“The tale of silent dogs: Do stock prices fully reflect the implicatin of news withholding?” by Dr. Frank ZHOU
Dr. Frank ZHOU
Assistant Professor of Accounting
The Wharton School
University of Pennsylvania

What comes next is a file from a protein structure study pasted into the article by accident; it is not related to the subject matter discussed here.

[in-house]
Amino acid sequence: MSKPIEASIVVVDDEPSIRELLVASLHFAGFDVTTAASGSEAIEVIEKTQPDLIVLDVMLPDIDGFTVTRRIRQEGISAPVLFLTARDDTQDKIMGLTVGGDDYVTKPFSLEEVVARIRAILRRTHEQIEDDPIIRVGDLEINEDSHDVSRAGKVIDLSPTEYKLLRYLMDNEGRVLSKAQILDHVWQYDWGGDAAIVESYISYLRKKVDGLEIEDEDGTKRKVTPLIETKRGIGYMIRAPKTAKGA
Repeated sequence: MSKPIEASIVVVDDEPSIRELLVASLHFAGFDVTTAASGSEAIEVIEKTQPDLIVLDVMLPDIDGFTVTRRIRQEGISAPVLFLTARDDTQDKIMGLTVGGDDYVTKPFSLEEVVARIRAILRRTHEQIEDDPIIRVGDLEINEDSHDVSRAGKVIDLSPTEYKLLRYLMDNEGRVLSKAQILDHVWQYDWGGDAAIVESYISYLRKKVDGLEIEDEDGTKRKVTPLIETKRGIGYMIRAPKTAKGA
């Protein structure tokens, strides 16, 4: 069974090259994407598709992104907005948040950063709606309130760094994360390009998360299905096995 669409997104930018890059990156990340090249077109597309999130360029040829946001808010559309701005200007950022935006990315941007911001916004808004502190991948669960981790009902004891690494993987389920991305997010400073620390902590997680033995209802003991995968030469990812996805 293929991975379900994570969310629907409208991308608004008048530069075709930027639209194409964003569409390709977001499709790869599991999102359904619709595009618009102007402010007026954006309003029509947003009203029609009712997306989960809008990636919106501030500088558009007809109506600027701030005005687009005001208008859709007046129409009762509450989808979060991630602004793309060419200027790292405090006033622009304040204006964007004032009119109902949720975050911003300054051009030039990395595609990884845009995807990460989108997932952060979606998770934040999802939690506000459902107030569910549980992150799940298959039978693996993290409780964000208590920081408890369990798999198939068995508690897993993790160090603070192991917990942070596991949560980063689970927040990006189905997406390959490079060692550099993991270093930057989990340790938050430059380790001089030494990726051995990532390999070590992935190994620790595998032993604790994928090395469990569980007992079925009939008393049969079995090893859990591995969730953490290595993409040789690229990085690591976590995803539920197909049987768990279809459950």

We investigate whether investors exhibit limited strategic thinking when interpreting the lack of a management forecast. We show that firms that do not provide management forecasts experience negative stock returns around the earnings announcement. Using two measures of rational investors' response to the implications of non‐guidance, we show that cumulative stock returns prior to the earnings announcement are higher than economic rationality implies. The results are consistent with limited strategic thinking: investors underestimate the relation between management's strategic incentive to withhold information and the private information they have, which leads to an initial overpricing of the implication of non‐guidance and a subsequent correction around the earnings announcement which (at least partially) reveals the news. We contribute to the literature by showing that investors are constrained in understanding managers' strategic disclosure decisions, even when such decisions are salient to investors and repeated over time, and analysts and sophisticated institutional investors exist.